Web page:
Of course, the taped voices (a nod at Beckett) are the means by which Thomas recalls events, reviews them and attempts to understand his own behaviour. Similar to other works by Walsh, when this ‘play within a play’ ceases, when the tapes run out, when Thomas tires of their reeling in the day, then we can anticipate the character’s demise. The entire sensory immersion, with Donnacha Dennehy’s score tying it together, calls for extraordinarily detailed coordination between sound designer (Gregory Clarke), engineer (Helen Atkinson), chief controller (Rachel Murray) and actor, and the technical intricacies are seamlessly handled here.

Designer Jamie Vartan’s bullish, physically overbearing set (a deserted warehouse) seems to emerge from the walls of the Black Box in perhaps one of the best uses of the space in this theatre’s history. Possibly a depiction of Thomas’ warped brain, vast steel joists tower over the audience as they grow from a stained concrete floor. It is a chamber for violence, confusion, histrionics and effects of almost Christopher Nolan-esque proportions. Each section of the set is then transformed by Thomas as he remembers and re-enacts aspects of this day, again and again. His tapes, rickety furniture and a few miraculously-appearing props transform each section into scenes of the day’s excesses: Cillian Murphy in Landmark Productions & Galway Arts Festival production of Enda Walsh's 'Misterman'. Photo: Colm HoganSwarfega, used as a vapour rub on his half-naked bedbound mother, defines the bedroom; cheesecake defines the coffee-house; the upper reaches of the warehouse structure create the final gruesome image in the disco scene... Since Vartan uses the entire width of the theatre, sightline problems do occur for audience members at the far reaches of the theatre’s bleacher seating, but his conscious blurring of the architecture of the theatre with the structure of the set mimics wonderfully the perplexing intermingling of reality and imagination in the text.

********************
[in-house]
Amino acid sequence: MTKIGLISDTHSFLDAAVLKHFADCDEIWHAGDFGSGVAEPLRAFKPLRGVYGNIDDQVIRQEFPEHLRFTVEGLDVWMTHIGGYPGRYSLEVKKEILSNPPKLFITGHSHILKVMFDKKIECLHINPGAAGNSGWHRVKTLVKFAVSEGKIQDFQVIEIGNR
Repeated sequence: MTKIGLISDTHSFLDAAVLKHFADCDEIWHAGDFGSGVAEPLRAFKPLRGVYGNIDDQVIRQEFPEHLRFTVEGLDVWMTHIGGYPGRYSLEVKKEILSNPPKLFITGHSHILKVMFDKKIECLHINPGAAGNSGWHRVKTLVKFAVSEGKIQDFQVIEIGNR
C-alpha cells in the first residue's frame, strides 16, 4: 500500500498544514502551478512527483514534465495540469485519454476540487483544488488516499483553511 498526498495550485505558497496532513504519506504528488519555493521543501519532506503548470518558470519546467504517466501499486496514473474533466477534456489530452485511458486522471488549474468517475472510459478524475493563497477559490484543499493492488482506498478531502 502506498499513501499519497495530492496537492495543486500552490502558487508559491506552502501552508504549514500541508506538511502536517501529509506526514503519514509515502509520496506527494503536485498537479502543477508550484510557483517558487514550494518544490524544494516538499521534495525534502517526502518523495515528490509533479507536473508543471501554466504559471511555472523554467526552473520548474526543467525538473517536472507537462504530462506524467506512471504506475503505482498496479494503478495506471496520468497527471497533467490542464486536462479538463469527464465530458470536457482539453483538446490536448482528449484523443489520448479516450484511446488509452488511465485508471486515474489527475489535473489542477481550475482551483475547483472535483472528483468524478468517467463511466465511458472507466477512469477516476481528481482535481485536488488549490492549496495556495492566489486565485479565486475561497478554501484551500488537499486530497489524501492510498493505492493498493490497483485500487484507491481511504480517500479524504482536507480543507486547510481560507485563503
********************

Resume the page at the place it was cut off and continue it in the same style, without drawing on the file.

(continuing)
Finally, a top-ranking member from the higher echelons of the acting fraternity gets to strut his stuff in a role he allegedly begged Walsh to give him. Whilst this audience pulling-power gives the production a guaranteed sell-out, the casting works. Murphy relishes the swift character changes and the opportunity to use every voice, body and acting contortion conceived by Stanislavsky and beyond. The dance, mimicry, physical japes, even Murphy’s well-known cutesy little-boy act: all are well executed, timed and impeccably judged. One realises why he is so requested: Murphy hits the mark every time.

This production of Misterman is a celebration of technical skill, luscious writing, extravagant acting and high production values. What are Arts Festivals good for? Finding ways to match-make an interesting script to a fine actor, aided by virtuosic technical crew. A summer blockbuster is born. It happens here.

Matthew Harrison is an English Teacher at Coláiste Iognáid, Galway and a regular contributor to arts programmes on RTÉ.

  • Review
  • Theatre

Misterman by Enda Walsh

11 - 24 July, 2011

Produced by Landmark Productions and Galway Arts Festival
In Black Box Theatre, Galway

Written and directed by Enda Walsh

Design: Jamie Vartan

Lighting Design: Adam Silverman

Sound Designer: Gregory Clarke

Composer: Donnacha Dennehy

Movement Director: Mikel Murfi

With: Cillian Murphy

Voices: Marcella Riordan, Alice Sykes, Eanna Breathnach, Niall Buggy, JD Kelleher, Simone Kirby, Mikel Murfi, Morna Regan, Eileen Walsh, Barry Ward.

Presented as part of Galway Arts Festival 2011.